No: 16 / SELECTIVE MUTISM

  • SELECTIVE MUTISM

    Neslihan Zabcı
    Summary :

    Selective mutism is characterized by the persistent failure to speak in select social settings despite possessing the ability to speak and speak comfortably in more familiar settings. The problem is most common in the child who speaks actively and well at home but who refuses to speak in school. Children can be silent for many reasons and many theories attempt to explain the etiology of selective mutism. Very dependent mother-child relation, oral fixation, depressive tendencies, and the over-control of the mother on the child are the main headlines in psychoanalytical studies. The psychoanalytical approach considers selective mutism as an expression of an inner conflict. According to psychoanalytic perspective, selective mutism may emerge in any mental organization and may appear in different types of pathologies; thus it is considered as a symptom and the condition of settlement is to find and work through with the patient the link between the conflict and the symptom. The article first presents the historical background for the understanding of selective mutism from a psychoanalytic view and then elaborates with a case study of a child from the author?s practice who was selectively mute and who refused to speak at school.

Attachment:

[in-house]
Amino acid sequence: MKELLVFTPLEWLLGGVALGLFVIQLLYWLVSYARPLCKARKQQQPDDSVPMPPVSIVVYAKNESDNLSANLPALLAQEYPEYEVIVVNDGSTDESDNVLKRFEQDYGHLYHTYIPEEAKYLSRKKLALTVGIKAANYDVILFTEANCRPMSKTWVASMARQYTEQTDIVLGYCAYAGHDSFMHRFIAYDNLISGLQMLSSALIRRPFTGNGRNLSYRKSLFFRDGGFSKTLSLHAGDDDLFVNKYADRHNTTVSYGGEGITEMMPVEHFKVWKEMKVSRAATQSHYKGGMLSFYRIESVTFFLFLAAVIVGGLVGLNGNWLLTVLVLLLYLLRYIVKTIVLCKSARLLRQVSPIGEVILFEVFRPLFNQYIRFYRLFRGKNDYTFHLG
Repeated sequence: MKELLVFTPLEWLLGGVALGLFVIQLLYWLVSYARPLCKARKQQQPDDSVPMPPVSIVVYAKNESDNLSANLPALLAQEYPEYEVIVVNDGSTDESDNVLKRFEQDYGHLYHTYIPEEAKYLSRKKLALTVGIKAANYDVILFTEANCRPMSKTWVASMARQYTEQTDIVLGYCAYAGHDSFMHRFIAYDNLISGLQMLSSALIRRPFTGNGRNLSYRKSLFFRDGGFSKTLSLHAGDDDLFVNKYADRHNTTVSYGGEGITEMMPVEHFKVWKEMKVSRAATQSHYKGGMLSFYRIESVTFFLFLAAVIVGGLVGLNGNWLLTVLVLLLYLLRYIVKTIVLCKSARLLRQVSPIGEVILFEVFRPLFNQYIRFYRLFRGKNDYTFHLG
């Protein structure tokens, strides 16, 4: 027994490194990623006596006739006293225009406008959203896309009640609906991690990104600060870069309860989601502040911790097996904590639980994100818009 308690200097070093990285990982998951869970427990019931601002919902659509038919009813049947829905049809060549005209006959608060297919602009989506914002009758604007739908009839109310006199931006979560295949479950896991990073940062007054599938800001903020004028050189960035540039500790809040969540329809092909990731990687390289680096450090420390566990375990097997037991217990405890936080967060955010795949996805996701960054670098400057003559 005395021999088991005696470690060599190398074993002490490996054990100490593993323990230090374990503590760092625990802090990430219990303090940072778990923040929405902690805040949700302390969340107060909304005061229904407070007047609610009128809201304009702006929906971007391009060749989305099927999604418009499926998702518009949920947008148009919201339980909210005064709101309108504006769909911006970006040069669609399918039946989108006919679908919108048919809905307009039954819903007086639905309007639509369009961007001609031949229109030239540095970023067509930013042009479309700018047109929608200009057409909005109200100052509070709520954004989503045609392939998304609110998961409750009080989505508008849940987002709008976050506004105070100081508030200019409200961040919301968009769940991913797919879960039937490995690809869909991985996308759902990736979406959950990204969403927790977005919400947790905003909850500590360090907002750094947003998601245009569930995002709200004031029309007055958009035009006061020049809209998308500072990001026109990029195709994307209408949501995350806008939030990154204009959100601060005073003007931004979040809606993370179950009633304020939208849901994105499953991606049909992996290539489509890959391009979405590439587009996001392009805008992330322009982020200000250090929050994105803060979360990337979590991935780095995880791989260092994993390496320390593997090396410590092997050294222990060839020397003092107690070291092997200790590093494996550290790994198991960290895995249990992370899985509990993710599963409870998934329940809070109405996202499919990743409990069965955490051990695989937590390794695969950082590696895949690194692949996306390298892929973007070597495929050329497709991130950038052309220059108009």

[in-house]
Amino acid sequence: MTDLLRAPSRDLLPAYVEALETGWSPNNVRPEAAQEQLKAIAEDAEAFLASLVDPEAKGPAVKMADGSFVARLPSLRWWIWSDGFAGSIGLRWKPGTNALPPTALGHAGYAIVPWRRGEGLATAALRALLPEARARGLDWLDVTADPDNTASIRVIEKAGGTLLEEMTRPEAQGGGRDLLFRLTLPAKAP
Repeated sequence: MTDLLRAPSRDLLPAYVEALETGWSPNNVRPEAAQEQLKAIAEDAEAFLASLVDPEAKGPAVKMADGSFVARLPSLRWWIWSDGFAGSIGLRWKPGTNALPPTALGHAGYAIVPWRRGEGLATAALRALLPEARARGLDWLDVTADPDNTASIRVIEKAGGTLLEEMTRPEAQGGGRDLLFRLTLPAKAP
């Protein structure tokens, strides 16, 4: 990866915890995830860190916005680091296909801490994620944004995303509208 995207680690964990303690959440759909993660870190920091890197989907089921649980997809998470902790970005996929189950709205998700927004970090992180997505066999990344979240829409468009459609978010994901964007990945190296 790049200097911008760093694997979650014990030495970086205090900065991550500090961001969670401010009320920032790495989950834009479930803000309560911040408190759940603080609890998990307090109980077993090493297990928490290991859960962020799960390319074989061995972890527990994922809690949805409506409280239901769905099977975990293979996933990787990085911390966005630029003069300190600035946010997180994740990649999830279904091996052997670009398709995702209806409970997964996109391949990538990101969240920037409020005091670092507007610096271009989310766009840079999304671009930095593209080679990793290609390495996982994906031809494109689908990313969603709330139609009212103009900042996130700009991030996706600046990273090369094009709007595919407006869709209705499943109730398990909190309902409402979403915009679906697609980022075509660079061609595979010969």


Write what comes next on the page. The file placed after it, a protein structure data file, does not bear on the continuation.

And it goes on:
Keywords : Selective mutism, Psychoanalytic view, Case study